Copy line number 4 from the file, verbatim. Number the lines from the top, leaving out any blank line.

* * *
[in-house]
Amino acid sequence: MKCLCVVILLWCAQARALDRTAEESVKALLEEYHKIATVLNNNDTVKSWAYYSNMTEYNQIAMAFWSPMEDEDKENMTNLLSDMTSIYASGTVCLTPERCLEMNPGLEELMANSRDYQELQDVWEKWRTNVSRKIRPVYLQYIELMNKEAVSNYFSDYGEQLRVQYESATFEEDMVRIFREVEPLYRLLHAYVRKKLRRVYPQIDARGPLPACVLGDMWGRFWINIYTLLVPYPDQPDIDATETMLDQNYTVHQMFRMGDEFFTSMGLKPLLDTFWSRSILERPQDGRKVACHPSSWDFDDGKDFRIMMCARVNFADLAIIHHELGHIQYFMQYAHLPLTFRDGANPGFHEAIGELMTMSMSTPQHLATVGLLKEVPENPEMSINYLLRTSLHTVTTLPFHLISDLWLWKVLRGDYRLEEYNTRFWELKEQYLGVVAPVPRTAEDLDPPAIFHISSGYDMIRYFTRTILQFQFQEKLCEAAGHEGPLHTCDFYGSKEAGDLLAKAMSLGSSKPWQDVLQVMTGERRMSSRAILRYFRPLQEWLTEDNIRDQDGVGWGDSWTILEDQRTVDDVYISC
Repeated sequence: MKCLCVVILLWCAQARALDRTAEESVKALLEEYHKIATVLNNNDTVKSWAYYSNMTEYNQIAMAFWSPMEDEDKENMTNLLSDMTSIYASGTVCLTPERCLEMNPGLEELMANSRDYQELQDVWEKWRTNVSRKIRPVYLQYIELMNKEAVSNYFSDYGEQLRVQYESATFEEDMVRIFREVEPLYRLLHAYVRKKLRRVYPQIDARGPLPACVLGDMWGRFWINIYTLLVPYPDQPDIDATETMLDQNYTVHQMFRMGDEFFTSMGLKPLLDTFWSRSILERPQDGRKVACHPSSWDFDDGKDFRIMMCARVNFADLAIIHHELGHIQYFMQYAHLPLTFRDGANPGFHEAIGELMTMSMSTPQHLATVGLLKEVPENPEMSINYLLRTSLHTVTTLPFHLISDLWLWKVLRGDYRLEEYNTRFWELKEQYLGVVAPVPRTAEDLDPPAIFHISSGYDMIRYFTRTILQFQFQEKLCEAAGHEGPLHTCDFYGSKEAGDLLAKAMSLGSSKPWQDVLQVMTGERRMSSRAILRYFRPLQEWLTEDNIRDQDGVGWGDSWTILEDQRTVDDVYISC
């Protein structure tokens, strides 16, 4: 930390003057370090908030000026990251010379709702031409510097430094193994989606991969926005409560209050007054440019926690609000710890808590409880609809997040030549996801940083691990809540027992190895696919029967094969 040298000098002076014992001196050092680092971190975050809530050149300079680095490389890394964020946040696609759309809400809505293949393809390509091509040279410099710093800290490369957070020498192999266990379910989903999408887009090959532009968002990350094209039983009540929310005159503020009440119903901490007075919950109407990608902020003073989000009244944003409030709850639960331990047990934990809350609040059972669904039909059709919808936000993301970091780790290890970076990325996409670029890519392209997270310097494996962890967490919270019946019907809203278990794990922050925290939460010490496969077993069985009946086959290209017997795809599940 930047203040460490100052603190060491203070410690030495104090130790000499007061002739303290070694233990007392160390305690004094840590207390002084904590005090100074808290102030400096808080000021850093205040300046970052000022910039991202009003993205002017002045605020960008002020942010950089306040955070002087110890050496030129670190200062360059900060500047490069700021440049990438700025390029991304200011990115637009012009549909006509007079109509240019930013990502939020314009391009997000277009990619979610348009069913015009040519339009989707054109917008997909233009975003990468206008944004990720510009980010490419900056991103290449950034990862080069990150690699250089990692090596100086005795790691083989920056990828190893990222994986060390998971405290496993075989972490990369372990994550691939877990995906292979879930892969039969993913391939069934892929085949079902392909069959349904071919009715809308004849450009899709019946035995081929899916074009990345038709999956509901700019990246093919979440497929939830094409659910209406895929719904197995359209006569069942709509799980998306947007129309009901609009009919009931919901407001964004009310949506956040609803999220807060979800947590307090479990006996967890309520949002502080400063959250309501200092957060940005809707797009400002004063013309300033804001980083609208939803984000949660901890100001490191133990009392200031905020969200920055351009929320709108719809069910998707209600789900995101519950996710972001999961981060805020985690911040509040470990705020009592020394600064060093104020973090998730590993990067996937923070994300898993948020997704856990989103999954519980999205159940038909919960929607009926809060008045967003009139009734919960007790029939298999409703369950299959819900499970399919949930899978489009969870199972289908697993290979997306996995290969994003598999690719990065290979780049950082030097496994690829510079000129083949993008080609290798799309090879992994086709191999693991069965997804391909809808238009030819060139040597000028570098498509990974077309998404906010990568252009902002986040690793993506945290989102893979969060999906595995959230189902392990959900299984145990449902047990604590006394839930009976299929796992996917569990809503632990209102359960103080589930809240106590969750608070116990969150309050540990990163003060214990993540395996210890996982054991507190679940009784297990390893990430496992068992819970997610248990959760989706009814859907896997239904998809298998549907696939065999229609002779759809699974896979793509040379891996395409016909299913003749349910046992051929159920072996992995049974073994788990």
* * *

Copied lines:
């Protein structure tokens, strides 16, 4: 930390003057370090908030000026990251010379709702031409510097430094193994989606991969926005409560209050007054440019926690609000710890808590409880609809997040030549996801940083691990809540027992190895696919029967094969 040298000098002076014992001196050092680092971190975050809530050149300079680095490389890394964020946040696609759309809400809505293949393809390509091509040279410099710093800290490369957070020498192999266990379910989903999408887009090959532009968002990350094209039983009540929310005159503020009440119903901490007075919950109407990608902020003073989000009244944003409030709850639960331990047990934990809350609040059972669904039909059709919808936000993301970091780790290890970076990325996409670029890519392209997270310097494996962890967490919270019946019907809203278990794990922050925290939460010490496969077993069985009946086959290209017997795809599940 930047203040460490100052603190060491203070410690030495104090130790000499007061002739303290070694233990007392160390305690004094840590207390002084904590005090100074808290102030400096808080000021850093205040300046970052000022910039991202009003993205002017002045605020960008002020942010950089306040955070002087110890050496030129670190200062360059900060500047490069700021440049990438700025390029991304200011990115637009012009549909006509007079109509240019930013990502939020314009391009997000277009990619979610348009069913015009040519339009989707054109917008997909233009975003990468206008944004990720510009980010490419900056991103290449950034990862080069990150690699250089990692090596100086005795790691083989920056990828190893990222994986060390998971405290496993075989972490990369372990994550691939877990995906292979879930892969039969993913391939069934892929085949079902392909069959349904071919009715809308004849450009899709019946035995081929899916074009990345038709999956509901700019990246093919979440497929939830094409659910209406895929719904197995359209006569069942709509799980998306947007129309009901609009009919009931919901407001964004009310949506956040609803999220807060979800947590307090479990006996967890309520949002502080400063959250309501200092957060940005809707797009400002004063013309300033804001980083609208939803984000949660901890100001490191133990009392200031905020969200920055351009929320709108719809069910998707209600789900995101519950996710972001999961981060805020985690911040509040470990705020009592020394600064060093104020973090998730590993990067996937923070994300898993948020997704856990989103999954519980999205159940038909919960929607009926809060008045967003009139009734919960007790029939298999409703369950299959819900499970399919949930899978489009969870199972289908697993290979997306996995290969994003598999690719990065290979780049950082030097496994690829510079000129083949993008080609290798799309090879992994086709191999693991069965997804391909809808238009030819060139040597000028570098498509990974077309998404906010990568252009902002986040690793993506945290989102893979969060999906595995959230189902392990959900299984145990449902047990604590006394839930009976299929796992996917569990809503632990209102359960103080589930809240106590969750608070116990969150309050540990990163003060214990993540395996210890996982054991507190679940009784297990390893990430496992068992819970997610248990959760989706009814859907896997239904998809298998549907696939065999229609002779759809699974896979793509040379891996395409016909299913003749349910046992051929159920072996992995049974073994788990």